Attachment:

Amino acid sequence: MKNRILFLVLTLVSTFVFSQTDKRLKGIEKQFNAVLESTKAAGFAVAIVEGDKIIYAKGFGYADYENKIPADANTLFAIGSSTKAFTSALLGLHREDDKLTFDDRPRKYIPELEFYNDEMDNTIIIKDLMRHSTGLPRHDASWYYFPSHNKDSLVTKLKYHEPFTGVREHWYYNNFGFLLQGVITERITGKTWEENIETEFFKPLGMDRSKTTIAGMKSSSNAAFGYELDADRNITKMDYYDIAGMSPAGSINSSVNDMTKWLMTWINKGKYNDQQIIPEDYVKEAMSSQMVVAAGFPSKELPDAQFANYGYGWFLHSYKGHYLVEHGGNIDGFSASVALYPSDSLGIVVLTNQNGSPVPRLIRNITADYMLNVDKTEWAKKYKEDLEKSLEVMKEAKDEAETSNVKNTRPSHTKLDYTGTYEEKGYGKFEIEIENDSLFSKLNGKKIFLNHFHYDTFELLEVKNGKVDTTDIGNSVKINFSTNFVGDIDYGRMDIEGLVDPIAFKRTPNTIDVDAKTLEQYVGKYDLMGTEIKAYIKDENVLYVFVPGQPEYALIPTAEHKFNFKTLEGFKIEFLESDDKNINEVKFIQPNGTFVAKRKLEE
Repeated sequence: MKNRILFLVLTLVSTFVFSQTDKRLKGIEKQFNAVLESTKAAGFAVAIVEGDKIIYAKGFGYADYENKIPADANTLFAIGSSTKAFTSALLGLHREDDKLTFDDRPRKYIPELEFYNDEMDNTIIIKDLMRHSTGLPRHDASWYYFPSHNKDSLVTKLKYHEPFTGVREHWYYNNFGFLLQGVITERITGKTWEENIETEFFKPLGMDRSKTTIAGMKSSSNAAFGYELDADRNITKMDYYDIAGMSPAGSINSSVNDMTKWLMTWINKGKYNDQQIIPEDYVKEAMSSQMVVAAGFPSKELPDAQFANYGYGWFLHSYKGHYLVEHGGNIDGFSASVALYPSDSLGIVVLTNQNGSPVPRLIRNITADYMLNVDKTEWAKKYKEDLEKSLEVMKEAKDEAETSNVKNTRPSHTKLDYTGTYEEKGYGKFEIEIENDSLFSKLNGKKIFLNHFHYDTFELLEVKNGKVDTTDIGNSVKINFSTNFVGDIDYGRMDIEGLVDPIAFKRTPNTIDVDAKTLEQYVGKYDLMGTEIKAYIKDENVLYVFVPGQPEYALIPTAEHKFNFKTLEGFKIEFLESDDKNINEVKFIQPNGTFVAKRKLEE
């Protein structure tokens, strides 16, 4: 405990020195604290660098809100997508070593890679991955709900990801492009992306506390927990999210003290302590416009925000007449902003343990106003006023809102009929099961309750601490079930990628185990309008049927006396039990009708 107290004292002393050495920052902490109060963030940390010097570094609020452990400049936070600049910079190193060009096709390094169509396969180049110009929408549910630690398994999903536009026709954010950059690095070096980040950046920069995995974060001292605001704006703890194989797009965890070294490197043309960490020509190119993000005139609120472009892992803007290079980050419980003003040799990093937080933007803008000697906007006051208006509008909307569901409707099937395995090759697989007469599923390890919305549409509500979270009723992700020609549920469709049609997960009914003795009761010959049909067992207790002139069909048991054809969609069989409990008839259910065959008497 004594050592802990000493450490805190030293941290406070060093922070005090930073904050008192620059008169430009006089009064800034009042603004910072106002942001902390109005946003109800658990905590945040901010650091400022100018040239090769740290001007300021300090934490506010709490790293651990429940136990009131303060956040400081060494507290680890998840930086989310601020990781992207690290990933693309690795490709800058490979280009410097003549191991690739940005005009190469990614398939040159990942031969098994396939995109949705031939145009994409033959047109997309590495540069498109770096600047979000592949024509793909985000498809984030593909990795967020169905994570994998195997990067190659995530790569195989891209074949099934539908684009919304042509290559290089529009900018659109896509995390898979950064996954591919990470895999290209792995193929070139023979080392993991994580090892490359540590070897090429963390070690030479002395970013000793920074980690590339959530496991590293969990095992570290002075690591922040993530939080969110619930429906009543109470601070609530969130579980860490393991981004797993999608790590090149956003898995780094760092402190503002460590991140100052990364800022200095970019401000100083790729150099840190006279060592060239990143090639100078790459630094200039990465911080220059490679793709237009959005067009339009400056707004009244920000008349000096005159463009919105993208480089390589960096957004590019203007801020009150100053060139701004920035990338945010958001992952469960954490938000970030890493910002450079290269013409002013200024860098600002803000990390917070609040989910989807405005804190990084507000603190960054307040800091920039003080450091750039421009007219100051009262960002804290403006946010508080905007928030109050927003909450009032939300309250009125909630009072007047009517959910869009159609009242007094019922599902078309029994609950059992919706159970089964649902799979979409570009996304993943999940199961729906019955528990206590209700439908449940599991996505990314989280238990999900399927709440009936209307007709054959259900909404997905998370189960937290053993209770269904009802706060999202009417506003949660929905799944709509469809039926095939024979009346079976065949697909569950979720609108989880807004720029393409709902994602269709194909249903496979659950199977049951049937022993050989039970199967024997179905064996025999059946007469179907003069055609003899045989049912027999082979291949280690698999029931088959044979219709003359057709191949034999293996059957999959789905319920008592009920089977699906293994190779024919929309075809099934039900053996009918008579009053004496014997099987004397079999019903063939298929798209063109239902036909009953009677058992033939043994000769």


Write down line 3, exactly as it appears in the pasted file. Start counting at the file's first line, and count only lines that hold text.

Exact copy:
């Protein structure tokens, strides 16, 4: 405990020195604290660098809100997508070593890679991955709900990801492009992306506390927990999210003290302590416009925000007449902003343990106003006023809102009929099961309750601490079930990628185990309008049927006396039990009708 107290004292002393050495920052902490109060963030940390010097570094609020452990400049936070600049910079190193060009096709390094169509396969180049110009929408549910630690398994999903536009026709954010950059690095070096980040950046920069995995974060001292605001704006703890194989797009965890070294490197043309960490020509190119993000005139609120472009892992803007290079980050419980003003040799990093937080933007803008000697906007006051208006509008909307569901409707099937395995090759697989007469599923390890919305549409509500979270009723992700020609549920469709049609997960009914003795009761010959049909067992207790002139069909048991054809969609069989409990008839259910065959008497 004594050592802990000493450490805190030293941290406070060093922070005090930073904050008192620059008169430009006089009064800034009042603004910072106002942001902390109005946003109800658990905590945040901010650091400022100018040239090769740290001007300021300090934490506010709490790293651990429940136990009131303060956040400081060494507290680890998840930086989310601020990781992207690290990933693309690795490709800058490979280009410097003549191991690739940005005009190469990614398939040159990942031969098994396939995109949705031939145009994409033959047109997309590495540069498109770096600047979000592949024509793909985000498809984030593909990795967020169905994570994998195997990067190659995530790569195989891209074949099934539908684009919304042509290559290089529009900018659109896509995390898979950064996954591919990470895999290209792995193929070139023979080392993991994580090892490359540590070897090429963390070690030479002395970013000793920074980690590339959530496991590293969990095992570290002075690591922040993530939080969110619930429906009543109470601070609530969130579980860490393991981004797993999608790590090149956003898995780094760092402190503002460590991140100052990364800022200095970019401000100083790729150099840190006279060592060239990143090639100078790459630094200039990465911080220059490679793709237009959005067009339009400056707004009244920000008349000096005159463009919105993208480089390589960096957004590019203007801020009150100053060139701004920035990338945010958001992952469960954490938000970030890493910002450079290269013409002013200024860098600002803000990390917070609040989910989807405005804190990084507000603190960054307040800091920039003080450091750039421009007219100051009262960002804290403006946010508080905007928030109050927003909450009032939300309250009125909630009072007047009517959910869009159609009242007094019922599902078309029994609950059992919706159970089964649902799979979409570009996304993943999940199961729906019955528990206590209700439908449940599991996505990314989280238990999900399927709440009936209307007709054959259900909404997905998370189960937290053993209770269904009802706060999202009417506003949660929905799944709509469809039926095939024979009346079976065949697909569950979720609108989880807004720029393409709902994602269709194909249903496979659950199977049951049937022993050989039970199967024997179905064996025999059946007469179907003069055609003899045989049912027999082979291949280690698999029931088959044979219709003359057709191949034999293996059957999959789905319920008592009920089977699906293994190779024919929309075809099934039900053996009918008579009053004496014997099987004397079999019903063939298929798209063109239902036909009953009677058992033939043994000769």